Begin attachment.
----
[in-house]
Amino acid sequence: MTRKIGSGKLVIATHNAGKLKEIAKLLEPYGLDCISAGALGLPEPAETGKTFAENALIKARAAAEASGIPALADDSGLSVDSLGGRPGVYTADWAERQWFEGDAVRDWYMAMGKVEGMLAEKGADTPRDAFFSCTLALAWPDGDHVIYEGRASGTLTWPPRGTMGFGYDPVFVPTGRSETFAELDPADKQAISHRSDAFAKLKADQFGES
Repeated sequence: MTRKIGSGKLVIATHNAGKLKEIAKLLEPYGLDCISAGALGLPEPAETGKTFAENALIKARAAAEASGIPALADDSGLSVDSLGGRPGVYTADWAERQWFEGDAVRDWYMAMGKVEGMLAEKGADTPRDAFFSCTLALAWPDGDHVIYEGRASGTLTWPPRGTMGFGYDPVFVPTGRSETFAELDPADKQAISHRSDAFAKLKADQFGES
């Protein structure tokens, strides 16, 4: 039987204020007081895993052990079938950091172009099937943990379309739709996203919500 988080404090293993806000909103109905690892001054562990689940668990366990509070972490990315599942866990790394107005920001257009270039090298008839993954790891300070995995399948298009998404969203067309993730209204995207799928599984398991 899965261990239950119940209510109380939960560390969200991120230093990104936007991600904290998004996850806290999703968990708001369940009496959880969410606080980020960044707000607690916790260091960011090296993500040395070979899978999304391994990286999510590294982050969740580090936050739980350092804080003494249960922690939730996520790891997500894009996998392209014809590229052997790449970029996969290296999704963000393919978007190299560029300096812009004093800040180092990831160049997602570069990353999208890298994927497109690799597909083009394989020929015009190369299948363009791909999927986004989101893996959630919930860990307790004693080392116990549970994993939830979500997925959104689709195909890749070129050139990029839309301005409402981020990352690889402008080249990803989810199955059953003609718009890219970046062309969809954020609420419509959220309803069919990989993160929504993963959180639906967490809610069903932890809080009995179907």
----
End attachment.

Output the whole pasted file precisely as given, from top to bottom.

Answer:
[in-house]
Amino acid sequence: MTRKIGSGKLVIATHNAGKLKEIAKLLEPYGLDCISAGALGLPEPAETGKTFAENALIKARAAAEASGIPALADDSGLSVDSLGGRPGVYTADWAERQWFEGDAVRDWYMAMGKVEGMLAEKGADTPRDAFFSCTLALAWPDGDHVIYEGRASGTLTWPPRGTMGFGYDPVFVPTGRSETFAELDPADKQAISHRSDAFAKLKADQFGES
Repeated sequence: MTRKIGSGKLVIATHNAGKLKEIAKLLEPYGLDCISAGALGLPEPAETGKTFAENALIKARAAAEASGIPALADDSGLSVDSLGGRPGVYTADWAERQWFEGDAVRDWYMAMGKVEGMLAEKGADTPRDAFFSCTLALAWPDGDHVIYEGRASGTLTWPPRGTMGFGYDPVFVPTGRSETFAELDPADKQAISHRSDAFAKLKADQFGES
């Protein structure tokens, strides 16, 4: 039987204020007081895993052990079938950091172009099937943990379309739709996203919500 988080404090293993806000909103109905690892001054562990689940668990366990509070972490990315599942866990790394107005920001257009270039090298008839993954790891300070995995399948298009998404969203067309993730209204995207799928599984398991 899965261990239950119940209510109380939960560390969200991120230093990104936007991600904290998004996850806290999703968990708001369940009496959880969410606080980020960044707000607690916790260091960011090296993500040395070979899978999304391994990286999510590294982050969740580090936050739980350092804080003494249960922690939730996520790891997500894009996998392209014809590229052997790449970029996969290296999704963000393919978007190299560029300096812009004093800040180092990831160049997602570069990353999208890298994927497109690799597909083009394989020929015009190369299948363009791909999927986004989101893996959630919930860990307790004693080392116990549970994993939830979500997925959104689709195909890749070129050139990029839309301005409402981020990352690889402008080249990803989810199955059953003609718009890219970046062309969809954020609420419509959220309803069919990989993160929504993963959180639906967490809610069903932890809080009995179907």